:21:50] And if people don't love it, you know, that's OK, too. You know, there's you know, people have that old adage, like f the haters and all that.

[00:21:57] It's like but like the haters or what, like keep us moving forward, you know.

[00:22:01] And for me, you know, I, I generally did see a lot of the negative response. But, you know, Joe has so many followers. And just because one percent of them, hundred thousand, two hundred thousand, whatever, said that they didn't like it like again. Nothing against them, it's just like it is what it is, you know, and I will say that being in the space is a lot more impactful than seeing it on camera. OK, and so and that's why I'm circling back. You know, that moment when you're standing there and you're seeing what you created, you know, like, is it perfect? No, like nothing's going to be perfect in two and a half weeks. But are we proud of what we accomplished? Yeah. Oh, yeah, we are. And was so happy with it. Oh yeah, he was. So at that point in time, you know, like why does it really matter, you know, like something's going to change anyways. You know something, something's always going to change. And I get it. You know, there's certain things that we we grasp on because we're comfortable with it. But, you know, I'm not saying embrace the change, but I can't give it give it a chance.

00:23:05] Yeah. Yeah, for sure. I, I'd give it a chance.

[00:23:07] And I know that Jamie has.

[00:23:09] So what's Jamie's role like. Did he does he set up the cameras and all that stuff and he makes those decisions. Yes.

[00:23:15] I mean, Jamie's the producer and you know, he's you know, he's pretty much the man behind, you know, all the technology, you know, he needs. Joe's right hand guy, and, you know, I don't get too much into Jamie's role just because, you know, I know Jamie, I respect his privacy and everything like that.

[00:23:33] So, hey, everyone, this is your host, Justin. I just wanted to thank everyone for listening and give those that are new to the podcast a reminder to please subscribe to the podcast on your favorite podcast player. If you're on YouTube, please like the video share with the friend that helps us out. Thank you.

[00:23:47] I was going to say he seems like a pretty low key guy. You never see him on a podcast. You never see. Doesn't really like he's not real public.

[00:23:52] He's just kind of like I said, I don't really know, you know, like his whole anything like that in terms of, like, personal life and stuff. But, yeah, he's low key and he's he's a cool guy and it's just. Again, just trying to create a space for them that Jamie could work with and then, you know, that Joe was happy with and, you know, they just kind of take it and run with it. You know, it's just like this dynamic duo and it's like, awesome, just being able to interact with them.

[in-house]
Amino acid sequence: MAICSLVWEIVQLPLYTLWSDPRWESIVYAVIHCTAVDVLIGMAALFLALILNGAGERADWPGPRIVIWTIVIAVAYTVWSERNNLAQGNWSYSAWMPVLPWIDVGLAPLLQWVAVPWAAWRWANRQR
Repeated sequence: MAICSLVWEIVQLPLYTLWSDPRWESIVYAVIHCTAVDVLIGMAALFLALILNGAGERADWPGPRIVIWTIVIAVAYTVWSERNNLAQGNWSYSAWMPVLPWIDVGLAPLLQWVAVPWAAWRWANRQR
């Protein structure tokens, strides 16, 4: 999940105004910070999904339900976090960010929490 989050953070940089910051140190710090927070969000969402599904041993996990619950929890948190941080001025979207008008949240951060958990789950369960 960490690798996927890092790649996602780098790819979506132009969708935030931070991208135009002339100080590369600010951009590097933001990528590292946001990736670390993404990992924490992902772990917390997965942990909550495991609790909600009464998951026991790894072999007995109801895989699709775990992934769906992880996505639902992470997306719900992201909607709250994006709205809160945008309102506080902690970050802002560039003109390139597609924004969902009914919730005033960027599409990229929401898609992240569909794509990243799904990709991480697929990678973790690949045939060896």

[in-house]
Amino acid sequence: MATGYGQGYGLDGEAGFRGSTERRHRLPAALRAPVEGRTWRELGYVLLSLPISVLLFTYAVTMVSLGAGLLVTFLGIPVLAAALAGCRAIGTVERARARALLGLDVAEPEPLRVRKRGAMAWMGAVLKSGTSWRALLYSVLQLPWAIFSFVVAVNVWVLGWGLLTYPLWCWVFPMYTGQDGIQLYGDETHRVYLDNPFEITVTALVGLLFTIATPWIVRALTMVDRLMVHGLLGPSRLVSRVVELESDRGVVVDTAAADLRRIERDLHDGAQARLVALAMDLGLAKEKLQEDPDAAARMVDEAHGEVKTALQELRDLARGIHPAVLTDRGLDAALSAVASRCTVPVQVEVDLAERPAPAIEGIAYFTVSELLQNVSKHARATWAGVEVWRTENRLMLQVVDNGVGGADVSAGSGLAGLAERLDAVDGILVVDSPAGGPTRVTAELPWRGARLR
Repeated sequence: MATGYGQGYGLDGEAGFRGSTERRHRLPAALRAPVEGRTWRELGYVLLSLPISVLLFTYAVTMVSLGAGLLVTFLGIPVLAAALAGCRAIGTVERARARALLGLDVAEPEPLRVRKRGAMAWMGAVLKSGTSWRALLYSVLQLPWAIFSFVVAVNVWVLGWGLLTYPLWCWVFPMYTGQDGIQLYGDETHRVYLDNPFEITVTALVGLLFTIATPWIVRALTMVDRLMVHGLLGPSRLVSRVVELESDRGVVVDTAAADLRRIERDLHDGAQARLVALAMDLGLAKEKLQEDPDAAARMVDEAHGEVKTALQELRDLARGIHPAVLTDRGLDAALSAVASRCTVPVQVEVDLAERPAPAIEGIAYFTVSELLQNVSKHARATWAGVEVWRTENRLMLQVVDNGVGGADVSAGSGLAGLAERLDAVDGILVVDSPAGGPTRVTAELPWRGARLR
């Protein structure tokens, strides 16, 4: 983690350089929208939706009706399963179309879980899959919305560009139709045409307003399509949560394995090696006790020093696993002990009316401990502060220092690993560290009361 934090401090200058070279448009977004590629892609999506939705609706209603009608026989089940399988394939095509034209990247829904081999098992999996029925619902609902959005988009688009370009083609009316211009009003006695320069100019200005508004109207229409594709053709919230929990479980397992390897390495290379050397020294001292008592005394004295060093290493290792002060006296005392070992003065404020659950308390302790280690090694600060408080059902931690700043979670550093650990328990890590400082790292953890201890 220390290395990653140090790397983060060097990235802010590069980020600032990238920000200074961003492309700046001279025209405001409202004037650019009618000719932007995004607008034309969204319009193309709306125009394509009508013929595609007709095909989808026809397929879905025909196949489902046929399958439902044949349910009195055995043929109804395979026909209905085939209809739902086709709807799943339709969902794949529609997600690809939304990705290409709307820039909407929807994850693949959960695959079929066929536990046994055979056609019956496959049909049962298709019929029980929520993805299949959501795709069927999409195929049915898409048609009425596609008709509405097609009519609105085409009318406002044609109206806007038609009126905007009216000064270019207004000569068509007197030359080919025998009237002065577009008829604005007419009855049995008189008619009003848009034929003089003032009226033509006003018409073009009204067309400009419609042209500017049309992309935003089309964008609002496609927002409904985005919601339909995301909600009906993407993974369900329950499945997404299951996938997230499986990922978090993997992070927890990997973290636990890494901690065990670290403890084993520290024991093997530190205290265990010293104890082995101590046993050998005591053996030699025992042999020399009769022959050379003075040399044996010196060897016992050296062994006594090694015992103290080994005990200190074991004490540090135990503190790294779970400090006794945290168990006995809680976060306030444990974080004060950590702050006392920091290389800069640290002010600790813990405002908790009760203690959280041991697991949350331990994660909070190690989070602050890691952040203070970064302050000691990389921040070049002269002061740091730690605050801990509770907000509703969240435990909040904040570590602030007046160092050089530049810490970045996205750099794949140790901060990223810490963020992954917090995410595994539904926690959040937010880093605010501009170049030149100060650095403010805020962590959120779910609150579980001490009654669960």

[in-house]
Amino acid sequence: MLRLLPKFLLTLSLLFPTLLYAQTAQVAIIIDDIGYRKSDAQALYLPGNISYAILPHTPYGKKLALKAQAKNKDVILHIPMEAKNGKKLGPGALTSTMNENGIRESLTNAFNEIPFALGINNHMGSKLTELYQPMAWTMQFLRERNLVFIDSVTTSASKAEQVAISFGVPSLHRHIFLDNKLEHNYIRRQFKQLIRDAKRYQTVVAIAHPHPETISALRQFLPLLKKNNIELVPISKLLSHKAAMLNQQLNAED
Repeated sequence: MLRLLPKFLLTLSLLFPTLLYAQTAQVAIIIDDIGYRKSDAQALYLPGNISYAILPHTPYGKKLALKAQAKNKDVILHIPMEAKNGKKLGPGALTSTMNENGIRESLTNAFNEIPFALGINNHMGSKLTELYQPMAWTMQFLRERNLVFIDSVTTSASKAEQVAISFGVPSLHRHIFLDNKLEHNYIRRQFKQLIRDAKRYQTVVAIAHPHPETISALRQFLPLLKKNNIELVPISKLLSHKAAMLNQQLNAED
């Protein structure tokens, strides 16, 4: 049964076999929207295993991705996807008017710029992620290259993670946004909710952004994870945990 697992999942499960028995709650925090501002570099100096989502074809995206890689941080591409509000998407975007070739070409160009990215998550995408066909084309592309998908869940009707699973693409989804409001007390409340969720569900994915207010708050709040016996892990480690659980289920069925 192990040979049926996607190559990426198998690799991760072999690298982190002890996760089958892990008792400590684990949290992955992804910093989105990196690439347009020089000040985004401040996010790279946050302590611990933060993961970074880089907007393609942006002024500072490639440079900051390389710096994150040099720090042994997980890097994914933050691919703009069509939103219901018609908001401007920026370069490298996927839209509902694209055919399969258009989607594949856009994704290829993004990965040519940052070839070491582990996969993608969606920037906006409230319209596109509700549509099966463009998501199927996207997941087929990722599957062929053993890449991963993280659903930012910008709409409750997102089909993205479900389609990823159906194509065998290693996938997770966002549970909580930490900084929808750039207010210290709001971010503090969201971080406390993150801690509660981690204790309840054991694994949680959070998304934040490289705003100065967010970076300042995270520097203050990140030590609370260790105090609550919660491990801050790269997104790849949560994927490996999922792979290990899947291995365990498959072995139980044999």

[00:24:19] And I, like the Rogan keeps his podcast, seems to be like really close to home like that. Like he doesn't he could hire a bunch of people. He could do all this stuff. But like, no, he's he's just been rolling with Jamie for a really long time and just keeps it really personal.

[00:24:35] And that's a testament to, you know, how there's two sides of the coin. Right? You have these huge like productions where you have all these like people on stage and key grips and lighting guys. And, you know, you've got the audio guys and then you've got the talent and then you've got something that's that's massive. Right. It's a monumental, like podcast where it's just just really two dudes to do this show.

[00:24:58] And that's that's cool, right? Like, it is cool. Yeah. This could turn into that someday, like two dudes to make it seem like.

[00:25:07] Yeah. I mean that's that's kind of all I really have to say about it.

[00:25:09] I mean, yeah I, I think that we covered quite a bit of it. Yeah. So I wanted to get into, you know, your work history and you said that you'd worked other for other companies before and you got laid off like are you were you into music yourself personally. Do you record.

[00:25:23] Yeah. Yeah. So I would say like 2010, 2011, I had built my own personal recording studio in Cedar Park and. I had been, you know, playing in bands since I was like 15 and I was going on the road, we played a couple of tours and like played a bunch of shows. And I kind of burnt out on that, you know, kind of music.

[00:25:44] Did you play Havanas like metal? Hardcore, not like metal. Yeah, it was just, you know, just super out there. Nothing that was going to pay the bills.

[00:25:51] I think that's what I realized early on. I was like, oh, crap. Like not making any money doing this.

[00:25:56] I'm spending like two hundred dollars to go play a show out in like Louisiana or something crazy like that.

[00:26:01] It's a passion thing. And you're like, I can't really scale this. I've got, you know, riot responsibilities.

[00:26:05] Oh, for sure. I mean, at that time I didn't really have any responsibilities. I just I was like, oh, I think I would like some responsibility. So, like, let me figure out how I can, you know, you have kids.

[00:26:14] No, no, no kids yet. But yeah, at that time I just kind of determined I was didn't really want to play in bands is too much to try and create like a band. And then, you know, it's like a it's like a relationship. You have to really like work at it. And I just got kind of burnt out.

[00:26:29] Um, so I just determined at the time I was working in health care of all things like I just I worked at this doctor's office and I kind of slowly moved in from, like doing this general like chart room work to moving into it.

[00:26:45] But it was the story is pretty funny because I had done audio like running sound and things like that. I always been like interested in it just by nature of being a musician.